This week, Buffalo Sabres General Manager, Tim Murray, pushed his chips to the center of the table to pull off a blockbuster trade, with the centerpiece being Evander Kane, former 4th overall pick in the 2009 NHL Draft.
The cost was high – ultimately, the Sabres had to swap defensemen (Tyler Myers for Zach Bogosian), with the price to haul Kane including a 2015 1st round pick and AHL/OHL prospects Joel Armia and Brandon Lemieux.
Was the price too high?
While only time will tell definitively, Murray’s logic is clear: Add top talent with upside and subtract those that don’t fit your long term strategic organizational goals.
There are many analogies to be drawn from sports teams and companies. Both are dependent upon different components of the organization communicating and performing at high levels in order for the whole to deliver a great product or service. Both experience crescendos, dips and plateaus in performance, sometimes driven by competition or market trends. But the height of crescendos and depths of the lows are driven by the most important factor in any successful organization: the presence or lack of great people.
I don’t know Tim Murray personally, but it’s clear he values Kane’s talent. Without much debate, Kane joins a historically underperforming Buffalo Sabres team and becomes the most talented forward (if not, player) in the organization (until *fingers crossed* Connor McDavid or Jack Eichel arrive after the 2015 Draft). Effectively what Murray has done is swap multiple players of debatable value and returned one with exceptionally high upside.
Similarly, successful companies make bold decisions about their culture and people in order to drive returns over the long run. Sure, a winning product or differentiated, top-tier service can rule the market over the short run, but companies will need innovation, communication, leadership, teamwork, and laser-focused execution in order to sustain growth. This happens when sharp, intelligent, top-tier talent is added, fitting and buying into the strategic direction of the company, while under-performers or average maintainers are shown the door. If you look at top-tier NHL franchises, each has a collection of world class talent at the helm: Kane, Toews, Hossa, Keith in Chicago; Crosby, Malkin, Letang in Pittsburgh; Kopitar, Doughty, Brown, Quick in Los Angeles.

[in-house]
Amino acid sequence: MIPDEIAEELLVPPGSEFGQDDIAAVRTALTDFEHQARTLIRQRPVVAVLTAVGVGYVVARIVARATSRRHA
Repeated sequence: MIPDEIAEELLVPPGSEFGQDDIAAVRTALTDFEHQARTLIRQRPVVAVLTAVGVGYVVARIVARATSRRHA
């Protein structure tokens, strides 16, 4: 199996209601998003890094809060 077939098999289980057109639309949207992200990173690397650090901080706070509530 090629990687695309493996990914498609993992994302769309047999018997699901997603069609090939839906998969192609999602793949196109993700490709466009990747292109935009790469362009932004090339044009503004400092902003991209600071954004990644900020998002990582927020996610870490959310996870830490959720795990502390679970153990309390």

Our company is striving to advance a culture of accountability, teamwork, high performance, and communication. To do this, we add people exemplifying these traits, who then lead from the front, adding momentum to us getting closer to the culture we envision. We are in the business of finding great people for our clients because we believe wholeheartedly this is what drives success. I don’t know whether the Sabres will win more next season, or make the playoffs, or if this trade ends up being the first big piece of a Stanley Cup winner. But the logic behind the move holds: making bold decisions to procure the best talent possible yields the best chance of sustained success.